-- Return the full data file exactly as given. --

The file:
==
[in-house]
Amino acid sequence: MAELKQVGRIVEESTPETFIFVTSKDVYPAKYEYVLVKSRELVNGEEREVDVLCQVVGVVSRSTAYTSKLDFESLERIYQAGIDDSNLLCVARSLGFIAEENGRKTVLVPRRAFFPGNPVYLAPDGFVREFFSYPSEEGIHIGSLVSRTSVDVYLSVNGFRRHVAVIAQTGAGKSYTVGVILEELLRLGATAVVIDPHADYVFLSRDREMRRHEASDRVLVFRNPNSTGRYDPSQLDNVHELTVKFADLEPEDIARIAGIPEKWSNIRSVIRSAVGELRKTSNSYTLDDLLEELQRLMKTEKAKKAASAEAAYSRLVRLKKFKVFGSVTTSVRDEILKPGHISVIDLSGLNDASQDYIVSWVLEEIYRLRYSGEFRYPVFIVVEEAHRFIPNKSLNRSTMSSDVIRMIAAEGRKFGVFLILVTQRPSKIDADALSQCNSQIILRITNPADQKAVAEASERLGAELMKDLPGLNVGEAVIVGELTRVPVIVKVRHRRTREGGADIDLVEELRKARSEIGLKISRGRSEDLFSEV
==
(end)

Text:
[in-house]
Amino acid sequence: MAELKQVGRIVEESTPETFIFVTSKDVYPAKYEYVLVKSRELVNGEEREVDVLCQVVGVVSRSTAYTSKLDFESLERIYQAGIDDSNLLCVARSLGFIAEENGRKTVLVPRRAFFPGNPVYLAPDGFVREFFSYPSEEGIHIGSLVSRTSVDVYLSVNGFRRHVAVIAQTGAGKSYTVGVILEELLRLGATAVVIDPHADYVFLSRDREMRRHEASDRVLVFRNPNSTGRYDPSQLDNVHELTVKFADLEPEDIARIAGIPEKWSNIRSVIRSAVGELRKTSNSYTLDDLLEELQRLMKTEKAKKAASAEAAYSRLVRLKKFKVFGSVTTSVRDEILKPGHISVIDLSGLNDASQDYIVSWVLEEIYRLRYSGEFRYPVFIVVEEAHRFIPNKSLNRSTMSSDVIRMIAAEGRKFGVFLILVTQRPSKIDADALSQCNSQIILRITNPADQKAVAEASERLGAELMKDLPGLNVGEAVIVGELTRVPVIVKVRHRRTREGGADIDLVEELRKARSEIGLKISRGRSEDLFSEV